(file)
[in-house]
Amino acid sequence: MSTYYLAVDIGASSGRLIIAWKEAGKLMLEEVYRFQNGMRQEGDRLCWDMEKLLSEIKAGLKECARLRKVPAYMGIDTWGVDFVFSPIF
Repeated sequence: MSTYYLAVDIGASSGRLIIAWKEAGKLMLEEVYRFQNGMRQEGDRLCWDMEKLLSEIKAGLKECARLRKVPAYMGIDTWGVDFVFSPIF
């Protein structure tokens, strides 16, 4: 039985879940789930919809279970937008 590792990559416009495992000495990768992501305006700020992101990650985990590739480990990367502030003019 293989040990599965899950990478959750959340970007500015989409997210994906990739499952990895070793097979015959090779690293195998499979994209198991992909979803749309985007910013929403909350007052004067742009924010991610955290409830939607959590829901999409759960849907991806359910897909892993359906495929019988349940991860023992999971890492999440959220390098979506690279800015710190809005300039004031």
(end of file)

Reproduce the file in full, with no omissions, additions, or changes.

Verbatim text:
[in-house]
Amino acid sequence: MSTYYLAVDIGASSGRLIIAWKEAGKLMLEEVYRFQNGMRQEGDRLCWDMEKLLSEIKAGLKECARLRKVPAYMGIDTWGVDFVFSPIF
Repeated sequence: MSTYYLAVDIGASSGRLIIAWKEAGKLMLEEVYRFQNGMRQEGDRLCWDMEKLLSEIKAGLKECARLRKVPAYMGIDTWGVDFVFSPIF
């Protein structure tokens, strides 16, 4: 039985879940789930919809279970937008 590792990559416009495992000495990768992501305006700020992101990650985990590739480990990367502030003019 293989040990599965899950990478959750959340970007500015989409997210994906990739499952990895070793097979015959090779690293195998499979994209198991992909979803749309985007910013929403909350007052004067742009924010991610955290409830939607959590829901999409759960849907991806359910897909892993359906495929019988349940991860023992999971890492999440959220390098979506690279800015710190809005300039004031």